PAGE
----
Where do the American people want to see those cuts made?  Well, Pew had another poll out yesterday to answer that question.  And the answer is (drumroll please)  nowhere.

Of the 19 budget categories included, spending more or the same was more popular than spending less in every single one.  Only in the case of "aid to the world's needy" (aka THOSE people, as likely perceived) was there a close battle.  For foreign aid, cuts held a plurality of 48%, but the combined total of increased spending (21%) and staying the same (28%) edged it out with 49%.  Spending cuts never managed even a plurality in any of the other budget categories.

A majority favored spending increases in two categories: veterans' benefits (53%-38%-6%) and education (60%-29%-10%).  This demonstrates an understanding of a basic moral obligation to future generations and the weakest among us (the children) as well as to those who have put their lives at risk (the veterans). 

In a number of other categories, the percentage of survey respondents who wanted the government to continue to spend AT LEAST what it is currently doing surpassed 80%: Social Security (87%), natural disaster relief (84%), food and drug inspection (83%), combating crime (82%), Medicare (82%), and roads and infrastructure (81%).

In the other budget categories, there was only one case other than "aid to the world's needy" in which the combined support for spending the same or more was not over double that of spending less:  the State Department (60%-34%).  Unsurprisingly, Americans are fairly parochial.

Pew also provided a breakdown of opinions by party affiliation. 

A majority of Democrats wanted to spend more on health care (58%), environmental protection (52%), Medicare (52%), combating crime (52%), veterans' benefits (51%), and education (75%).  There was no majority Democratic support for cutting any budget category although more wanted to cut defense spending (32%) than increase it (28%).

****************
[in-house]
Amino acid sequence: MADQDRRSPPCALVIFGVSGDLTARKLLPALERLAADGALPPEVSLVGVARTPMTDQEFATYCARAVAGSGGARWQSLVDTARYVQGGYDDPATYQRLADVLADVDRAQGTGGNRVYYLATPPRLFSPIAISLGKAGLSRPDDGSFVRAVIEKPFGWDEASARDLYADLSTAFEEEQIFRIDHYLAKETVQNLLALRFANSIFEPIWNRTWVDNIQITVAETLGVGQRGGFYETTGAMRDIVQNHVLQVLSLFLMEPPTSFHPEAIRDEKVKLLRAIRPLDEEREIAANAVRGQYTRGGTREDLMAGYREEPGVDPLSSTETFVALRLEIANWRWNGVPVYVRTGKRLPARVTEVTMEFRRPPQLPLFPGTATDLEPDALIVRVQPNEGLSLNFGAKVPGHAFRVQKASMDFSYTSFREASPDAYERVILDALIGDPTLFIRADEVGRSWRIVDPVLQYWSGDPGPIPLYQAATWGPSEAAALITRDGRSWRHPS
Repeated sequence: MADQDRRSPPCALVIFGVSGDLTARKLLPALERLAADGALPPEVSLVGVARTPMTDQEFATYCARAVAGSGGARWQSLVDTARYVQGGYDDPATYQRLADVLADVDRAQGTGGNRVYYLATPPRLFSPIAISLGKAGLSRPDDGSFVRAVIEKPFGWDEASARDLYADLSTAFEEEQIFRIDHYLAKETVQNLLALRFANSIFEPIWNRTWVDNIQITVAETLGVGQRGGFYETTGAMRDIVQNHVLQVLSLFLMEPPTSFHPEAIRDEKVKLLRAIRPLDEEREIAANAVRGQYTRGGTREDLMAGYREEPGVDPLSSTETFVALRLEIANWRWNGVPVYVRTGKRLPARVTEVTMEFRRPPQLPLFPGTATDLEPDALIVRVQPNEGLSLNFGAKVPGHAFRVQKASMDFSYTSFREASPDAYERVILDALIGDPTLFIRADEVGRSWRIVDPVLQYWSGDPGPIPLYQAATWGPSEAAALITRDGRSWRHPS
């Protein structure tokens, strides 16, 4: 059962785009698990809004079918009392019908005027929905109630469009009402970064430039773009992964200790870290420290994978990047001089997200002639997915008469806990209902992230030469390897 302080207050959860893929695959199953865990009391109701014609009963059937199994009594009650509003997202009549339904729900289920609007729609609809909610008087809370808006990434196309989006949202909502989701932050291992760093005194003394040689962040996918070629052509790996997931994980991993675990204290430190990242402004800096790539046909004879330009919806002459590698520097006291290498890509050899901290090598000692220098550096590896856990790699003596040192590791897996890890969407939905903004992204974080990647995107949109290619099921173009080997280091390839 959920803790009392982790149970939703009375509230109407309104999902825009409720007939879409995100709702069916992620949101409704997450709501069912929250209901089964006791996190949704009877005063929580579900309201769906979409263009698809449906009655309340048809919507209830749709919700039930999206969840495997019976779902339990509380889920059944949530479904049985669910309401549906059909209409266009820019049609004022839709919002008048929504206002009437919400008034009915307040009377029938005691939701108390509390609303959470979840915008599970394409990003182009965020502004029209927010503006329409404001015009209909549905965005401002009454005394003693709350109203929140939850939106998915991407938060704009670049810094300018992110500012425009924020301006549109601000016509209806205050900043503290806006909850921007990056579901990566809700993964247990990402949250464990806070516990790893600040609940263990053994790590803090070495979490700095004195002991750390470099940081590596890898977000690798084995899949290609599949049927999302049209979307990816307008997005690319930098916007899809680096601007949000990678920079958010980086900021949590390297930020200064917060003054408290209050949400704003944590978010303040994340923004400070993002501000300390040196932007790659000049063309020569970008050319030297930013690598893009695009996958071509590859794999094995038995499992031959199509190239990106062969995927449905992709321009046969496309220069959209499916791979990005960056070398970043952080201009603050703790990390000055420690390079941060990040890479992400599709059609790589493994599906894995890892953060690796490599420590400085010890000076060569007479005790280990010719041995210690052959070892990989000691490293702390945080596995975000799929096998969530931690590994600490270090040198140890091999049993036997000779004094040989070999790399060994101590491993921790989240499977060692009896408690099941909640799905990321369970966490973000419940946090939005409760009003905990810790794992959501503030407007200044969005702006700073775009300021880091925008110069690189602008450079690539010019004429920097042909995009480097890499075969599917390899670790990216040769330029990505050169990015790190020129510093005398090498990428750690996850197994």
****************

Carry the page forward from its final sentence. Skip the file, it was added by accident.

A majority of Republicans wanted to spend more on veterans' benefits (55%), and a majority wanted to cut spending only on aid to the worlds' needy (70%) and unemployment assistance (56%).

How about the beloved independents?  They, unsurprisingly, reflect the overall picture.  They want to spend more on education (57%) and veterans' benefits (53%) and less on aid to the world's needy (52%).

The popularity of cutting foreign aid is not surprising but quite disheartening, considering that the U.S. does not spend as much (in terms of potential to give) as most countries in Europe.

The Pew poll also showed evolution over time.  Depressingly, Americans have gotten a lot more selfish since 2009.  In just about every category, the share of the public that wants to spend more has fallen; in some cases, the decline was quite drastic:  Medicare (down to 36% from 53%), health care (down to 38% from 61%), and unemployment assistance (down to 24% from 44%).

Despite the fact that the arc of the American people seems to bend toward stinginess, as a whole, spending cuts are not popular when presented in their specifics.  People like the idea of cutting spending when presented in general terms because of the success of the anti-government rhetoric of the Republican Party over the past 30+ years.  However, when people realize what the government does for them, their spending fetishism disappears into thin air--and good riddance to it.

Friday, February 22, 2013

6 Not-So-Deadly Sets of Proposals for 6 of the Seven Deadly Sins

Lust: More funding for family planning, expanded access to contraception

Gluttony: Increases on the "sin taxes" levied on cigarettes and alcohol, imposition of a new "sin tax" on soda/sweetened beverages, reduction of subsidies to large farms and reallocation of agriculture spending to smaller farms engaging in sustainable agricultural practices, stricter control over marketing to children

Avarice: a more steeply progressive income tax scheme such as that of the 1950s, perhaps even a maximum income, a financial transaction tax such as that being implemented in the EU, stricter regulation of the financial industry

Sloth: a more steeply progressive inheritance tax

Wrath: Cuts to defense spending, an end to the drone war in Pakistan and Yemen, an end to the militarization of the CIA, an assault weapons ban, a ban on high-capacity magazines

Pride: Campaign finance reform

I can't think of an ideal fit for envy because its negative effects are primarily direct inward, and I see social democratic policies as more focused on curtailing the avarice of capitalism than eliminating envy.

Basically, if politics are to accomplish any good, there must be a strong foundation in morality.

Thursday, February 21, 2013

The Intellectual Laziness of Polls

I have ranted about the simplistic and deceptive framing of polls during the "fiscal cliff" debate, and I think it's time to rant again in light of the debate over sequestration and ubiquitous deficit-mongering.